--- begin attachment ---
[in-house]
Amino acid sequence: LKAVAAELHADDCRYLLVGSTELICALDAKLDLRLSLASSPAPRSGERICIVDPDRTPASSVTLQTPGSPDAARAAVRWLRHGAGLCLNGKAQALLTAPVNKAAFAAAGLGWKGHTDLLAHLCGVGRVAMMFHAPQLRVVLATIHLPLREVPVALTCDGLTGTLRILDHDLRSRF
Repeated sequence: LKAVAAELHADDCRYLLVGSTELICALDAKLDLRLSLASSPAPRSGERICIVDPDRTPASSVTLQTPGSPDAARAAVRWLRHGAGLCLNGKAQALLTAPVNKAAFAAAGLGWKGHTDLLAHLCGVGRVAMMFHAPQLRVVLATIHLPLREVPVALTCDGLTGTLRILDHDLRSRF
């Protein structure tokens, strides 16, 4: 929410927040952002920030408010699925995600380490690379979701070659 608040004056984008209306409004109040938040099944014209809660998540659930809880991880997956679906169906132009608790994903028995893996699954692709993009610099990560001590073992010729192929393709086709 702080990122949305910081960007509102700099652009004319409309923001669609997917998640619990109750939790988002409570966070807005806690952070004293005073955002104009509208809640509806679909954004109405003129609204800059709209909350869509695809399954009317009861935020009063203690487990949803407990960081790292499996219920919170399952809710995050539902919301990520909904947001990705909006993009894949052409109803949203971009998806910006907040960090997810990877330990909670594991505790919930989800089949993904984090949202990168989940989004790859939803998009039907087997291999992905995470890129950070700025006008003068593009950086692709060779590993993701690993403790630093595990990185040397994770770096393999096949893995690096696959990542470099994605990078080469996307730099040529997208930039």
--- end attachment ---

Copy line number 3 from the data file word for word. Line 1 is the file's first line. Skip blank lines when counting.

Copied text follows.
Repeated sequence: LKAVAAELHADDCRYLLVGSTELICALDAKLDLRLSLASSPAPRSGERICIVDPDRTPASSVTLQTPGSPDAARAAVRWLRHGAGLCLNGKAQALLTAPVNKAAFAAAGLGWKGHTDLLAHLCGVGRVAMMFHAPQLRVVLATIHLPLREVPVALTCDGLTGTLRILDHDLRSRF